There’s so much to dig into there. I guess one is around using burnout as a flippant comment. If you’ve had a stretchy week, you’ve finished a new project and you’re a little bit tired, that doesn’t mean you’re in burnout. Burnout is a serious physical and mental condition where you’ve effectively, metaphorically hit the wall and it can mean that your body is in adrenal fatigue. It’s unable to produce any more cortisol, which is a hormone that we need to be able to get out of bed in the morning. The highest levels of cortisol are present in the morning and the lowest in the evening, so you can actually fall asleep. It might be that you’ve just been in burning all the cylinders for too long and you’ve run out of the cortisol essentially. Cortisol is a hormone that can help us short-term face a stressful situation. It’s essentially our threat response. When we’re in fight or flight, we mobilise, we try to deal with this threat like we all did about the global pandemic. We thought, okay, rolling up our sleeves, what do we need to do? Especially as parents, which I think are the biggest losers in the aftermath of the pandemic. We’ve been in this mobilised state for so long, in our threat state for so long, that we have very little left in the tank if you don’t find a way of soothing and re-energising yourself again. It still may not feel safe for most of us. We still might be feeling like we’re dealing with the aftermath, the way our children have been impacted by this. Maybe you’re getting more reports from school about behavioural issues, maybe there’s clinginess. There’s lots going on still and I think even though 2020 now feels a long time ago, it’s still ongoing and every single time we come into winter, there’s fear again of rising COVID rates. So fear is linked to your threat system. So you’re going to go into fight or flight, but some of us go into freeze or appease. So the freezing state is very important to consider as well because you might then be looking at people in the workplace who can’t concentrate, you can’t focus, they’re a bit of an epithetic, they’re not interested, they can’t really give a toss. So you might notice that as well, that it’s almost like a mental fatigue that I just can’t take anything else on. There might be a reluctance to stretch themselves, to try new tasks. So I just really want to reassure anyone listening that this is not anyone’s fault, this is normal. We are having a normal response to an abnormal event is what we often talk about when we go through something traumatic or stressful. So then layering that up with say perfectionism, striving for unrelenting high standards and putting pressure on yourself to always get things right or never make mistakes or maybe be really avoidant of situations where you could fail. That is a recipe for burnout because when you strive for perfect, it increases the risk of you burning out. When you’re striving for perfection, you are pursuing something that’s impossible. You can’t ever get there. And especially in today’s society when we have so many pressures on us already as parents. So you put those two together, being in a workplace, they’re still trying to recover from the economic strain of a global pandemic, whilst you yourself are trying to recover from the economic and mental and physical strain of having been in a pandemic. Perhaps you’ve even dealt with long COVID. I guess it’s a perfect storm, but no pun intended, where all of these pressures combined can make people vulnerable for mental health problems like anxiety, depression, stress and burnout. And perfectionism is an umbrella term that sits on top of all of these. So perfectionism in itself is not a clinical diagnosis that you get treatment for as such, but you may want to address it because it could also make you vulnerable for developing anxiety, depression, stress and burnout.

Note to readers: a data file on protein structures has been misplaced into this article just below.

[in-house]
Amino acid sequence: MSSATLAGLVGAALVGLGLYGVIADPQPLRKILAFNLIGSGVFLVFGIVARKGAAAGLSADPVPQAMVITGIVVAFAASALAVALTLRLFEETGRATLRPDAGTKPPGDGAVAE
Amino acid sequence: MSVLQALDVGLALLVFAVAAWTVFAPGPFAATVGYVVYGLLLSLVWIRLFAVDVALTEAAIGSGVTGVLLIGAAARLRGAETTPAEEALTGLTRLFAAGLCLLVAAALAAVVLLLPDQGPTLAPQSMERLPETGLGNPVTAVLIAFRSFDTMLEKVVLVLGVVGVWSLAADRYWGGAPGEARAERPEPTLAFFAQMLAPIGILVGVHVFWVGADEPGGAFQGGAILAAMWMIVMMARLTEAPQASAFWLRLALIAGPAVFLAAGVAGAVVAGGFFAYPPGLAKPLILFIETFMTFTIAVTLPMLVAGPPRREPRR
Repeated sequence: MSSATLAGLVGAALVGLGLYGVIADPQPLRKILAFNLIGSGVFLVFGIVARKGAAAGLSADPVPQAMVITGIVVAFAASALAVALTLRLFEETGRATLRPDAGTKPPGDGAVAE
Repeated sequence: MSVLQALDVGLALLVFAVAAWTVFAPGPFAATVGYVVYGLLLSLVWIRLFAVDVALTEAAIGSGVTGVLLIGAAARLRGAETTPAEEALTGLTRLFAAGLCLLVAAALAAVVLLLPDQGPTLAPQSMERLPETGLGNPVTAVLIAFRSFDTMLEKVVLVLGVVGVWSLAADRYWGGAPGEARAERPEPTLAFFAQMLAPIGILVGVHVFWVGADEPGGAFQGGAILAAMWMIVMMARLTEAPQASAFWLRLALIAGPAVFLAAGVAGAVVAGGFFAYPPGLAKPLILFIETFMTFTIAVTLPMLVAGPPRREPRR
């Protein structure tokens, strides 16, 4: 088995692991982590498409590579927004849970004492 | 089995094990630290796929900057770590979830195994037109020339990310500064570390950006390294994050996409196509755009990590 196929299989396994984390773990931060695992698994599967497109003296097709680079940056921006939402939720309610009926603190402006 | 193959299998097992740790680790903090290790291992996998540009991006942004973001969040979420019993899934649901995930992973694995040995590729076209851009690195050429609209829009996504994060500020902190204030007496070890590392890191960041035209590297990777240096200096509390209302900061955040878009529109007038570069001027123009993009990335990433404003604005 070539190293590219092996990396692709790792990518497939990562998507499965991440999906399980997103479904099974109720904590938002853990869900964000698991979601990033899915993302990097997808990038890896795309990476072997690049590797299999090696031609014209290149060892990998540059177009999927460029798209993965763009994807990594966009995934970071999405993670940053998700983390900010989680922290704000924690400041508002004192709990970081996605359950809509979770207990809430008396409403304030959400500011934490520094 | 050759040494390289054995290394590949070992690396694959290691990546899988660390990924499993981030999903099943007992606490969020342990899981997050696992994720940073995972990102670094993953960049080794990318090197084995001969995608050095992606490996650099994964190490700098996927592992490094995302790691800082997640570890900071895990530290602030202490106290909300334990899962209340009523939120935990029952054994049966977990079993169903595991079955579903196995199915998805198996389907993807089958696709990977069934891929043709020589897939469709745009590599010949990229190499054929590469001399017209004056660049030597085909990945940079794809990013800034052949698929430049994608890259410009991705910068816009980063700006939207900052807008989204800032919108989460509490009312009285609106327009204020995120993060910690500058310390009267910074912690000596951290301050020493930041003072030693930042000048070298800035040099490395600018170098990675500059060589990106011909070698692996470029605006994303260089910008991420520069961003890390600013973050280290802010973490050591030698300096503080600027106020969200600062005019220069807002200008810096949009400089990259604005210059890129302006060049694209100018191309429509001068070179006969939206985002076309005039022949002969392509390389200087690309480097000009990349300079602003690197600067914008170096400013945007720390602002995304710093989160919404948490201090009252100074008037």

Charlotte Speak 06:48
I think one of the things that came into my mind as a point of curiosity there, some of these aren’t medical diagnoses. Do you ever think that holds people back from talking about it? Because you’re not going to get a diagnosis. But it’s still, like you say, incredibly important to understand what’s going on and to explore it. Do you ever see that from a client perspective? Is it something that people do struggle to talk about because it isn’t seen as like a medical diagnosis?

Michaela Thomas 07:18